While philanthropic dollars can add value to basic science, such funding mechanisms also diverge from the goals and protocols employed by major public funders. “One of the major differences is that when it’s a federally funded grant, there’s a very formal process of peer review and scoring and feedback,” says Philippakis. “For a lot of philanthropic organizations, the process is often a little bit more lightweight and doesn’t have quite the same level of rigidity.” This, Philippakis adds, can free up scientists to alter plans, change course, or tweak protocols as data emerge from their research.
For this and other reasons, the types of research funded through these different channels also vary, with private organizations often supporting more projects with no immediate return on investment, says Kastner. “Philanthropists are able to . . . take a longer-term view. That sounds at first sight ironic that the federal government has a shorter-term view, but it’s again this issue of reporting to the Congress about the efficacy of their investing. In many agencies, the grants are three years, and that means that after the first year, you have to start preparing the next proposal.”
Hand in hand with wanting to see more-immediate returns on investment, federal agencies are less likely to fund high-risk research. “That’s what we are sorely missing—a chance for people almost to do the play side of science, of taking that idea that has very high risks, but has the potential to really unveil something very important,” says David Scadden, the director of Massachusetts General Hospital’s Center for Regenerative Medicine. “And that’s where I think these foundations can get in.”
Private granting sources are likely to only become more important as basic research continues to face a rocky federal funding environment. The plateauing budgets and stagnant granting success rates seen at US federal science organizations over the past several years have been thrown into even starker relief by the Trump administration’s seeming lack of enthusiasm for funding basic research. This summer, in a somewhat cryptic memo on science spending priorities for fiscal year 2019, the administration noted that federal science agencies should fund research that “can result in the development of transformative commercial products and services.”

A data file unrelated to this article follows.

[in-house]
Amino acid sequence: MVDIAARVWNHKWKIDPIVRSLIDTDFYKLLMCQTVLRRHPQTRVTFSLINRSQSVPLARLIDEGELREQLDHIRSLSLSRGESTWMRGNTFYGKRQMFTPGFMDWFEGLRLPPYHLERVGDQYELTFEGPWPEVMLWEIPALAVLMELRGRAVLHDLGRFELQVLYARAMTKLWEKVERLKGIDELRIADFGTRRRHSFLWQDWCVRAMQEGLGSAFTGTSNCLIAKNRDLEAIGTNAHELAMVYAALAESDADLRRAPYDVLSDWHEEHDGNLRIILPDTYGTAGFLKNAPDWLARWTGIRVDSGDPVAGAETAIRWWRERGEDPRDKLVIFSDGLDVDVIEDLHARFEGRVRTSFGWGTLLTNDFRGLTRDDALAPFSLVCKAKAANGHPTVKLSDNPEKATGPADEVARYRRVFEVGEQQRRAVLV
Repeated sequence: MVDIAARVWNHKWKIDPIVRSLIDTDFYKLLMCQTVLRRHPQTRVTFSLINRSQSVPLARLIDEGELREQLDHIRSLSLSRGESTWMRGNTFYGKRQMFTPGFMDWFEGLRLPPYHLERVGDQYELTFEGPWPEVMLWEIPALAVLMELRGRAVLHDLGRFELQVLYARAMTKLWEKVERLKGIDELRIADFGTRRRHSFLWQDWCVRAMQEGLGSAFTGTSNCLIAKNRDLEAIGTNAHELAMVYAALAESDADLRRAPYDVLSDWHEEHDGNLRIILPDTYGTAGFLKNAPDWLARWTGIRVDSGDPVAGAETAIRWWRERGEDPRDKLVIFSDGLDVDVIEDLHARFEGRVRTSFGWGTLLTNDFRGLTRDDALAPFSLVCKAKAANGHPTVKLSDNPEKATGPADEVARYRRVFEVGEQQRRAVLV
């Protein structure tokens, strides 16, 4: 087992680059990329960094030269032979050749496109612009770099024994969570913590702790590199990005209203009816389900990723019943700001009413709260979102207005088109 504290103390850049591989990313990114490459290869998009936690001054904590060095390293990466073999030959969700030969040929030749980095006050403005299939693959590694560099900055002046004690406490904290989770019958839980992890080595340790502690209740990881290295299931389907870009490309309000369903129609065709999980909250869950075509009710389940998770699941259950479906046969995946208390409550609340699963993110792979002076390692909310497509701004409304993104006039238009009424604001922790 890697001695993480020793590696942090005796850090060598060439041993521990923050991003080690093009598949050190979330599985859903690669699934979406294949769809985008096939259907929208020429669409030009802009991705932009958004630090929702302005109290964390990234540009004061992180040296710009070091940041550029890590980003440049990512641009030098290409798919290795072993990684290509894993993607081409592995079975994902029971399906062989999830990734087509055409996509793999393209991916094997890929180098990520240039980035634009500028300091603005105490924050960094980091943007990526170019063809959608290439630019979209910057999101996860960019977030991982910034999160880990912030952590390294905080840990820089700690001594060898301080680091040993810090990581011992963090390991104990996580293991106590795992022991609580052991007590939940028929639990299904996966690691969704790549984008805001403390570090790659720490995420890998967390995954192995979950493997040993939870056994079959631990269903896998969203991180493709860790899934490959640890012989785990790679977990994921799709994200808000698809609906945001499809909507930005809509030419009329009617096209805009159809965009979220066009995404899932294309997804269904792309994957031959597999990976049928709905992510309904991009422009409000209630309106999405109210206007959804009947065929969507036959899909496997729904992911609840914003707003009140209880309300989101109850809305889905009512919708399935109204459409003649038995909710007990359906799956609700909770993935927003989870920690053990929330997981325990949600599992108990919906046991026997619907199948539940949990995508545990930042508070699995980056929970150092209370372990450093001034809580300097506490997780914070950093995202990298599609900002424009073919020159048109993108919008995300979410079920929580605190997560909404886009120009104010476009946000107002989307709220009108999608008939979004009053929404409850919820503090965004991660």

As institutions and researchers weather what Harvard’s McCullough calls “a period of ‘capital-U’ uncertainty,” funding for foundational and basic research becomes a rising concern. “I worry that the downturn in federal research support will likely winnow out to some degree other very high-quality research institutions because they may not be able to make up that difference,” McCullough says.
While philanthropic dollars are extremely unlikely to ever take over the primary funding role of federal budget allocations to US science agencies, Kastner says he is hopeful that private funders might demonstrate some of the benefits of a new model for supporting science. “I think philanthropy is more important than ever,” he says. “It’s most important for setting an example for the Congress, for showing the Congress that it’s important to take risks and to take a long-term view when you’re talking about science, and not to look [only] for short-term applications.”
|Organization||Areas Funded||Total 2016 Research Support|
|Bill & Melinda Gates Foundation||Global development, global health, US education, global policy and advocacy||$4.6 billion|
|Howard Hughes Medical Institute||Basic biomedical research, science education||$663 million|
|Chan Zuckerberg Initiative||Science, education, affordable housing (with a focus in the San Francisco Bay Area), criminal justice reform||$600 million|
|Simons Foundation||Mathematics and physical sciences, life sciences, autism research, outreach and education||$231.7 million|
|Gordon and Betty Moore Foundation||
Environmental conservation, science, patient care,
especially in the San Francisco Bay Area
|Alfred P. Sloan Foundation||Research and education related to science, technology, engineering, mathematics, and economics||$74.3 million|
|The Wellcome Trust||Science, culture and society, innovations, strategy||£502.7 million ($663.6 million)|